Stocks quoted in this article:
Of the 17,000 MGM Resorts International (NYSE:MGM) calls that changed hands yesterday, roughly half occurred at the September 15 strike. A majority of the contracts traded at the ask price, and opened interested spiked by 7,500-plus positions overnight -- together suggesting the initiation of fresh bullish bets. Information from the International Securities Exchange (ISE) confirms that hypothesis, as well.
The calls traded at a volume-weighted average price (VWAP) of $0.57. Therefore, in order for the traders to profit from the play, they need MGM shares -- which gained $0.78 to $14.48 in today's session, following an upgrade to "buy" from "neutral" at Nomura -- to trek north to $15.57 (strike price plus VWAP) by options expiration. If the move doesn't materialize, however, they will forfeit no more than the premium paid.
Like sector peer Las Vegas Sands Corp. (NYSE:LVS), traders at the ISE, Chicago Board Options Exchange (CBOE), and NASDAQ OMX PHLX (PHLX) have taken a shine to MGM Resorts International over the past several weeks. The stock's 50-day ISE/CBOE/PHLX call/put volume ratio stands at a lofty 4.35, with calls bought to open outpacing puts by a margin in excess of 4-to-1. The ratio ranks higher than 95% of comparable readings taken over the past year, which points to a stronger-than-usual appetite for calls over puts.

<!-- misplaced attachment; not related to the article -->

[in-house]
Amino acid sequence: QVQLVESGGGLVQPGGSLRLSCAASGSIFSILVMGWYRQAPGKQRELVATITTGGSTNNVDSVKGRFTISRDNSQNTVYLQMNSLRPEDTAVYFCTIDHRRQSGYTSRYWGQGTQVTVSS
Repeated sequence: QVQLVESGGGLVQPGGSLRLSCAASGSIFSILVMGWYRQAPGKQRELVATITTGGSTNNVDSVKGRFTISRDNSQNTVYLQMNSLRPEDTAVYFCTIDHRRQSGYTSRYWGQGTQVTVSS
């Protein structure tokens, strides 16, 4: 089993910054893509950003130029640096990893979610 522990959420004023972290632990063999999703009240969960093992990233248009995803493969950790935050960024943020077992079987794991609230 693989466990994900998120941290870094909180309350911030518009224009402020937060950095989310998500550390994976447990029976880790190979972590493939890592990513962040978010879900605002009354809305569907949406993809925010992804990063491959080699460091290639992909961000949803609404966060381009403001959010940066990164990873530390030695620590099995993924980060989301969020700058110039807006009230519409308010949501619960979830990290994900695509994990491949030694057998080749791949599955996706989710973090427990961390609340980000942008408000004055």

As a result, MGM features a Schaeffer's put/call open interest ratio (SOIR) of 0.92. In other words, for options expiring over the next three months, call open interest is higher than put open interest. Relative to the past 52 weeks, the current SOIR has been lower only 15% of the time, meaning short-term bullishness is running high.
The optimism isn't shocking. After all, MGM Resorts International (NYSE:MGM) is a technical stalwart, having gained nearly 25% year-to-date, which is nearly 10 percentage points better than the S&P 500 Index's (SPX) 2013 performance.